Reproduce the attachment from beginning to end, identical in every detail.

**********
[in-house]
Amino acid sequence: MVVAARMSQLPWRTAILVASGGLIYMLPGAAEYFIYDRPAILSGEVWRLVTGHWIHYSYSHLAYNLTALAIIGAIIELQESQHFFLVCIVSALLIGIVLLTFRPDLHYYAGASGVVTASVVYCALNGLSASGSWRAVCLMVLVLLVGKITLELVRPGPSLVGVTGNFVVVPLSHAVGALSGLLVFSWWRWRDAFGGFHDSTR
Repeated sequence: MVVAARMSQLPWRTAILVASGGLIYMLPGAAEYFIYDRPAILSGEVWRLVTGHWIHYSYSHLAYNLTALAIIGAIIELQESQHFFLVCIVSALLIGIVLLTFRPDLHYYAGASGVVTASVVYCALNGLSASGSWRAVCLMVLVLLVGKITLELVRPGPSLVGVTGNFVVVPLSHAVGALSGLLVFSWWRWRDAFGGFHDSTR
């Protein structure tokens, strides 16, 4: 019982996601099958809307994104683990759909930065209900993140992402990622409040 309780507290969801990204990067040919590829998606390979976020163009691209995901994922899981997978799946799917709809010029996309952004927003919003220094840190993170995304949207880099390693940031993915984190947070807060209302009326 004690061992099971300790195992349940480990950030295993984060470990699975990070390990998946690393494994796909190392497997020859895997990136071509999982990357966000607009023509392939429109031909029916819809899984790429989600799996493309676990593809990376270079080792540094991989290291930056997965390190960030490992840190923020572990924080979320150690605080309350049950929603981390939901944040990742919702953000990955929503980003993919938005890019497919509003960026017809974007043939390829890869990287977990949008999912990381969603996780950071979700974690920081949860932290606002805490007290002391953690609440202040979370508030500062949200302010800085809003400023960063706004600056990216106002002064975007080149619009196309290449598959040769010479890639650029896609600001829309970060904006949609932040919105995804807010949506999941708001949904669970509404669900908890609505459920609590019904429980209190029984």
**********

[in-house]
Amino acid sequence: MVVAARMSQLPWRTAILVASGGLIYMLPGAAEYFIYDRPAILSGEVWRLVTGHWIHYSYSHLAYNLTALAIIGAIIELQESQHFFLVCIVSALLIGIVLLTFRPDLHYYAGASGVVTASVVYCALNGLSASGSWRAVCLMVLVLLVGKITLELVRPGPSLVGVTGNFVVVPLSHAVGALSGLLVFSWWRWRDAFGGFHDSTR
Repeated sequence: MVVAARMSQLPWRTAILVASGGLIYMLPGAAEYFIYDRPAILSGEVWRLVTGHWIHYSYSHLAYNLTALAIIGAIIELQESQHFFLVCIVSALLIGIVLLTFRPDLHYYAGASGVVTASVVYCALNGLSASGSWRAVCLMVLVLLVGKITLELVRPGPSLVGVTGNFVVVPLSHAVGALSGLLVFSWWRWRDAFGGFHDSTR
């Protein structure tokens, strides 16, 4: 019982996601099958809307994104683990759909930065209900993140992402990622409040 309780507290969801990204990067040919590829998606390979976020163009691209995901994922899981997978799946799917709809010029996309952004927003919003220094840190993170995304949207880099390693940031993915984190947070807060209302009326 004690061992099971300790195992349940480990950030295993984060470990699975990070390990998946690393494994796909190392497997020859895997990136071509999982990357966000607009023509392939429109031909029916819809899984790429989600799996493309676990593809990376270079080792540094991989290291930056997965390190960030490992840190923020572990924080979320150690605080309350049950929603981390939901944040990742919702953000990955929503980003993919938005890019497919509003960026017809974007043939390829890869990287977990949008999912990381969603996780950071979700974690920081949860932290606002805490007290002391953690609440202040979370508030500062949200302010800085809003400023960063706004600056990216106002002064975007080149619009196309290449598959040769010479890639650029896609600001829309970060904006949609932040919105995804807010949506999941708001949904669970509404669900908890609505459920609590019904429980209190029984």